By Jason Delgado
The latest entry in the MCU, and the fourth film in the Thor franchise, Thor: Love and Thunder is the definition of hit and miss. It’s got a kick-ass all Guns ‘N Roses soundtrack, but most of the action that accompanies the music feels meaningless until the climactic battle. Christian Bale gives an amazing performance as Gorr the God Butcher, but it is largely wasted on a story that underutilized him. Director Taika Waititi brought back the strange style that I adored in Thor: Ragnarok, but with hardly any of the essential humor that accompanied the weirdness of that film, although not for a lack of trying.
Most of the many jokes in Thor: Love and Thunder simply fall flat. There are some fun cameo appearances, and those brought the majority of the few laughs that there are to be had in this movie. It’s a shame, because I feel that the humor is what made Ragnarok stand out from the rest of the Thor films.
The storyline of Gorr trying to murder all gods out of revenge is underwhelming, due to an overall feel of a lack of urgency, together with the off-putting tone of so many bad jokes. It is especially frustrating for fans who have read comic writer Jason Aaron’s superb run upon which the movie is based, because they know how great this story could be with the right material. Granted, a film has time constraints that a long running comic book does not, but fans have seen Marvel do so many great adaptations that it is shocking when a film is not up to that high par.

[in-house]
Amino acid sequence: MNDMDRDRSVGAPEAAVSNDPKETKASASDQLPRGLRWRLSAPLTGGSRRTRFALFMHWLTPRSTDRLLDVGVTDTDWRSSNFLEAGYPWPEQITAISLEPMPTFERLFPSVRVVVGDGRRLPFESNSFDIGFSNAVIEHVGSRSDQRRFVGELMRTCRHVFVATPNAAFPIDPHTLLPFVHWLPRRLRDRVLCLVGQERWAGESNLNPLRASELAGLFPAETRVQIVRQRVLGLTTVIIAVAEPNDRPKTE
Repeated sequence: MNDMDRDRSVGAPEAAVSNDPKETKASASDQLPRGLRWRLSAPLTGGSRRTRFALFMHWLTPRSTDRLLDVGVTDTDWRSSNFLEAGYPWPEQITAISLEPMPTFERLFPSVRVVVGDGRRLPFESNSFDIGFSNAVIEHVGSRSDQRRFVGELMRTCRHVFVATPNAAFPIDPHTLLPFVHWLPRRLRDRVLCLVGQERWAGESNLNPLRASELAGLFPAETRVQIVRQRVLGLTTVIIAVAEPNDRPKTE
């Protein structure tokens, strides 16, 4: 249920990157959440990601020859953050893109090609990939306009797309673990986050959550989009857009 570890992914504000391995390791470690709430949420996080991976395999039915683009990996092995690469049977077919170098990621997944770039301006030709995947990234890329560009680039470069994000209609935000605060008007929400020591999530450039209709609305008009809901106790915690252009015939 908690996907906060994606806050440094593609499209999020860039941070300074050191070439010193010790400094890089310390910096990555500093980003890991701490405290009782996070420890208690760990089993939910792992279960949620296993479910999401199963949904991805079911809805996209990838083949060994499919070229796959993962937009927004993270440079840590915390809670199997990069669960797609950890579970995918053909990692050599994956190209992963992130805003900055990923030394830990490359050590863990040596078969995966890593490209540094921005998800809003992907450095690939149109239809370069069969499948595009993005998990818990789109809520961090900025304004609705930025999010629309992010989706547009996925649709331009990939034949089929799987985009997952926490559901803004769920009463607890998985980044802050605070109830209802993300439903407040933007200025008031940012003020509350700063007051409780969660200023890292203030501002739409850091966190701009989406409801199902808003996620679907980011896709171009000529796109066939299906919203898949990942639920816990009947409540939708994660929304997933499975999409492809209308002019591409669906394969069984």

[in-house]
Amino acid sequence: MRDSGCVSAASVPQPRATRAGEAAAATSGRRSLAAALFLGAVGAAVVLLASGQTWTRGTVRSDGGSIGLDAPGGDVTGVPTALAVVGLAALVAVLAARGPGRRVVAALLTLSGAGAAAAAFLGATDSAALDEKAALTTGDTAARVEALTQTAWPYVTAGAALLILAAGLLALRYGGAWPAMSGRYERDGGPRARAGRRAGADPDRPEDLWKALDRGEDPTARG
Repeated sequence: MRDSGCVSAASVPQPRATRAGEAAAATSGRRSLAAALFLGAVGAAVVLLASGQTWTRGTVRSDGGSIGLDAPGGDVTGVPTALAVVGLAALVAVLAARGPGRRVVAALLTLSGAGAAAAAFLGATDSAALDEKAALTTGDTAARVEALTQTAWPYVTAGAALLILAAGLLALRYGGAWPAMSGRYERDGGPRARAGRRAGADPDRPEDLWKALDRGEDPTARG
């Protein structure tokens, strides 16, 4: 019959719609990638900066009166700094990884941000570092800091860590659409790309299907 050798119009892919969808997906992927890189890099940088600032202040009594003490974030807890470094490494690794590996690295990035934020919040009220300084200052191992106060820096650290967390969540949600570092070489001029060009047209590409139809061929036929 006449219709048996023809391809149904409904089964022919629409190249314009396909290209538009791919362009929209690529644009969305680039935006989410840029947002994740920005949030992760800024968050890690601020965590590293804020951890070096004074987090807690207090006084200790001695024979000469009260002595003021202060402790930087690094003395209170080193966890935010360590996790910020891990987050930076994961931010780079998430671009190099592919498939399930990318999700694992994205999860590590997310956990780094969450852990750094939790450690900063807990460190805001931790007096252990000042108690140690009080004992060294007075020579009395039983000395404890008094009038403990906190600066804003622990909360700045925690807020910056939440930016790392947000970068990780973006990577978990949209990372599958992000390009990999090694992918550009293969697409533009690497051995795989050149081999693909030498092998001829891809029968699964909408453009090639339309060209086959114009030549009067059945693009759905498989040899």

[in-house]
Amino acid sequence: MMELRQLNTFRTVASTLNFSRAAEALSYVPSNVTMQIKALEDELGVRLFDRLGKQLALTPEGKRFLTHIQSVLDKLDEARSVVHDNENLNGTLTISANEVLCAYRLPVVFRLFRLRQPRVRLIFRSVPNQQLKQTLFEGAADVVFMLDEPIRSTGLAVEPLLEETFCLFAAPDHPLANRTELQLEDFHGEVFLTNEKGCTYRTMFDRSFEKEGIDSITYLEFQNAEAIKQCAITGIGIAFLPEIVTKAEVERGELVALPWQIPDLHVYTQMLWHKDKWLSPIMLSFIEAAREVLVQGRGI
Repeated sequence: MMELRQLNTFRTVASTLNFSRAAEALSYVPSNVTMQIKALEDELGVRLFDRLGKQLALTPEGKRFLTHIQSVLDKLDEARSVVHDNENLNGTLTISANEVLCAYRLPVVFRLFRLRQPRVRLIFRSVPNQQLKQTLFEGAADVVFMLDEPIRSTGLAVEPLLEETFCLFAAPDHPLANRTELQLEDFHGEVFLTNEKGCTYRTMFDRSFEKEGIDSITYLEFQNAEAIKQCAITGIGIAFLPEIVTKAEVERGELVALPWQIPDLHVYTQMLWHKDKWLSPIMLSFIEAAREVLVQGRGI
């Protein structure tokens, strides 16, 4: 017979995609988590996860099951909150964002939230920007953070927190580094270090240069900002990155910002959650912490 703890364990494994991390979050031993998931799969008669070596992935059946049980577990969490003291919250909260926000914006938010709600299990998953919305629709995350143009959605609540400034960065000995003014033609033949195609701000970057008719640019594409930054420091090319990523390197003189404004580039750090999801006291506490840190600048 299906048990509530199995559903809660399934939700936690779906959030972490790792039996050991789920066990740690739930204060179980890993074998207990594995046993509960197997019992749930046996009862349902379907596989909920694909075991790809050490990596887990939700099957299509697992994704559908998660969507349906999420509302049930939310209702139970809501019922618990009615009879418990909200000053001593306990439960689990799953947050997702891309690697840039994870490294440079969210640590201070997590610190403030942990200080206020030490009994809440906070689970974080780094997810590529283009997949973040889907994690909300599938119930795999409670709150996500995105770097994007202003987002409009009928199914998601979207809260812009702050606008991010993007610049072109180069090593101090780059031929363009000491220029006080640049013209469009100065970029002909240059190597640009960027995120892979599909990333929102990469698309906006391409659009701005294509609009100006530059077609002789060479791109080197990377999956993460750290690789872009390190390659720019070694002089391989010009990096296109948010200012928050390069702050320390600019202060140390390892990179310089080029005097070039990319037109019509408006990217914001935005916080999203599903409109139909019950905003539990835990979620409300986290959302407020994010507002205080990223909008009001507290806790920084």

Thor: Love and Thunder is not a bad movie; it just wasted a lot of potential. The cast is top-notch, with Chris Hemsworth as Thor, pulling out all of the stops that he has before. It is fun to see Natalie Portman back as Thor’s love interest Jane Foster, aka the Mighty Thor (which would have been a pleasant surprise in the film if it had not been ruined by being prominently featured in the trailers). Their relationship is a key facet of the movie, and it provided the most interesting scenes, in my opinion.
Tessa Thompson is also great, as usual, as Valkyrie, but Bale is the one who steals the show. Right from the opening scene, everything that he does is so compelling that you can’t take your eyes off of him. The whole tone of the movie was that of one big joke, but the villain was quite serious, so the tone undermined the threat that Gorr posed, and it instead felt like the stakes were low. This is a problem whether you’ve read the comic or not. If only Jason Aaron had been given the chance to write the screenplay because he knew how to make the greatest threat that Thor has ever faced, feel as such.
Despite the issues that I have mentioned, the film still builds up to a fun and semi-emotional conclusion. After watching the trailer and having already read the comics (which was the best Thor story that I had ever read), I was so pumped up that I expected the movie to be on the level of the Appetite for Destruction album, but it ended up being more like Chinese Democracy.
I give Thor: Love and Thunder three out of five hot sauce packets. It’s got enough electricity to give you a bit of a jolt.